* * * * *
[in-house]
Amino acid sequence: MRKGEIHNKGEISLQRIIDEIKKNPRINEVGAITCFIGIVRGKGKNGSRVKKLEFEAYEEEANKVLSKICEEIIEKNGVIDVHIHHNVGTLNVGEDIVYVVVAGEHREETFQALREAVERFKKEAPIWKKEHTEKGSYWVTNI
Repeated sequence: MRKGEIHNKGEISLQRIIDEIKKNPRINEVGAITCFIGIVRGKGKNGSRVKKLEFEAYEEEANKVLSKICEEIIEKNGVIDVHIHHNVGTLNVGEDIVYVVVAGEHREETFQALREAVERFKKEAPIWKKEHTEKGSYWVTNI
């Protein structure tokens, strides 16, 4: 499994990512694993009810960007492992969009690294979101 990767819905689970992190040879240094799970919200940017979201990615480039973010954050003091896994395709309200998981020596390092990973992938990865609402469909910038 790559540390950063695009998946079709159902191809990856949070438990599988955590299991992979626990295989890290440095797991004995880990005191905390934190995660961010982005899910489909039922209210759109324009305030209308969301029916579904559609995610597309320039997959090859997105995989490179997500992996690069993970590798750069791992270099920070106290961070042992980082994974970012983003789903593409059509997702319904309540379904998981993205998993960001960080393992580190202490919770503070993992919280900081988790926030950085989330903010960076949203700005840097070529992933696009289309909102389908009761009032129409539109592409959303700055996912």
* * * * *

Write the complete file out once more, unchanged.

[in-house]
Amino acid sequence: MRKGEIHNKGEISLQRIIDEIKKNPRINEVGAITCFIGIVRGKGKNGSRVKKLEFEAYEEEANKVLSKICEEIIEKNGVIDVHIHHNVGTLNVGEDIVYVVVAGEHREETFQALREAVERFKKEAPIWKKEHTEKGSYWVTNI
Repeated sequence: MRKGEIHNKGEISLQRIIDEIKKNPRINEVGAITCFIGIVRGKGKNGSRVKKLEFEAYEEEANKVLSKICEEIIEKNGVIDVHIHHNVGTLNVGEDIVYVVVAGEHREETFQALREAVERFKKEAPIWKKEHTEKGSYWVTNI
């Protein structure tokens, strides 16, 4: 499994990512694993009810960007492992969009690294979101 990767819905689970992190040879240094799970919200940017979201990615480039973010954050003091896994395709309200998981020596390092990973992938990865609402469909910038 790559540390950063695009998946079709159902191809990856949070438990599988955590299991992979626990295989890290440095797991004995880990005191905390934190995660961010982005899910489909039922209210759109324009305030209308969301029916579904559609995610597309320039997959090859997105995989490179997500992996690069993970590798750069791992270099920070106290961070042992980082994974970012983003789903593409059509997702319904309540379904998981993205998993960001960080393992580190202490919770503070993992919280900081988790926030950085989330903010960076949203700005840097070529992933696009289309909102389908009761009032129409539109592409959303700055996912």